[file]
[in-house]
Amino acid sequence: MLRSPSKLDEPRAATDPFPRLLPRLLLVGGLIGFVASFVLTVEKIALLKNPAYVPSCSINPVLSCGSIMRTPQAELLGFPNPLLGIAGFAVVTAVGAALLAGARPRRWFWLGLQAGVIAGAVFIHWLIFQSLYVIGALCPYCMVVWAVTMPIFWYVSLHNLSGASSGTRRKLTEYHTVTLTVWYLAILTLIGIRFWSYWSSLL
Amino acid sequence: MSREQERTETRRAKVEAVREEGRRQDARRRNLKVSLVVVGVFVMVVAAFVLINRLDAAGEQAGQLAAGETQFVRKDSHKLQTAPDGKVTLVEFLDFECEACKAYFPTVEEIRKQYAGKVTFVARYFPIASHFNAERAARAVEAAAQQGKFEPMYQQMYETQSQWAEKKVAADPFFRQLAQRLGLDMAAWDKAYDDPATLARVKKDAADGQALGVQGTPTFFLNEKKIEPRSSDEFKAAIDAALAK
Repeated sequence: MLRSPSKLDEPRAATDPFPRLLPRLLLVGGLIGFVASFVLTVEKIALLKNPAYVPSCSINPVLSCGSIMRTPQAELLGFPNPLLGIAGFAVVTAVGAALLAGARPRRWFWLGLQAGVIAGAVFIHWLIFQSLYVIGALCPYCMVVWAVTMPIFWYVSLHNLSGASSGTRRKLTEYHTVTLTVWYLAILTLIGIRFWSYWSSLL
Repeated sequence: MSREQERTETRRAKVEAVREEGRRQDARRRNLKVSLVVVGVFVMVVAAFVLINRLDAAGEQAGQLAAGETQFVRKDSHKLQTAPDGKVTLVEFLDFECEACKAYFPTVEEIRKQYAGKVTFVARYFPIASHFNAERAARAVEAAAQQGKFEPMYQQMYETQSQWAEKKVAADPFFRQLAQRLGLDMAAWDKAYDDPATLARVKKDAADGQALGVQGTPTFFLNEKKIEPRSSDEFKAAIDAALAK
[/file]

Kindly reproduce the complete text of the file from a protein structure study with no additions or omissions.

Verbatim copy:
[in-house]
Amino acid sequence: MLRSPSKLDEPRAATDPFPRLLPRLLLVGGLIGFVASFVLTVEKIALLKNPAYVPSCSINPVLSCGSIMRTPQAELLGFPNPLLGIAGFAVVTAVGAALLAGARPRRWFWLGLQAGVIAGAVFIHWLIFQSLYVIGALCPYCMVVWAVTMPIFWYVSLHNLSGASSGTRRKLTEYHTVTLTVWYLAILTLIGIRFWSYWSSLL
Amino acid sequence: MSREQERTETRRAKVEAVREEGRRQDARRRNLKVSLVVVGVFVMVVAAFVLINRLDAAGEQAGQLAAGETQFVRKDSHKLQTAPDGKVTLVEFLDFECEACKAYFPTVEEIRKQYAGKVTFVARYFPIASHFNAERAARAVEAAAQQGKFEPMYQQMYETQSQWAEKKVAADPFFRQLAQRLGLDMAAWDKAYDDPATLARVKKDAADGQALGVQGTPTFFLNEKKIEPRSSDEFKAAIDAALAK
Repeated sequence: MLRSPSKLDEPRAATDPFPRLLPRLLLVGGLIGFVASFVLTVEKIALLKNPAYVPSCSINPVLSCGSIMRTPQAELLGFPNPLLGIAGFAVVTAVGAALLAGARPRRWFWLGLQAGVIAGAVFIHWLIFQSLYVIGALCPYCMVVWAVTMPIFWYVSLHNLSGASSGTRRKLTEYHTVTLTVWYLAILTLIGIRFWSYWSSLL
Repeated sequence: MSREQERTETRRAKVEAVREEGRRQDARRRNLKVSLVVVGVFVMVVAAFVLINRLDAAGEQAGQLAAGETQFVRKDSHKLQTAPDGKVTLVEFLDFECEACKAYFPTVEEIRKQYAGKVTFVARYFPIASHFNAERAARAVEAAAQQGKFEPMYQQMYETQSQWAEKKVAADPFFRQLAQRLGLDMAAWDKAYDDPATLARVKKDAADGQALGVQGTPTFFLNEKKIEPRSSDEFKAAIDAALAK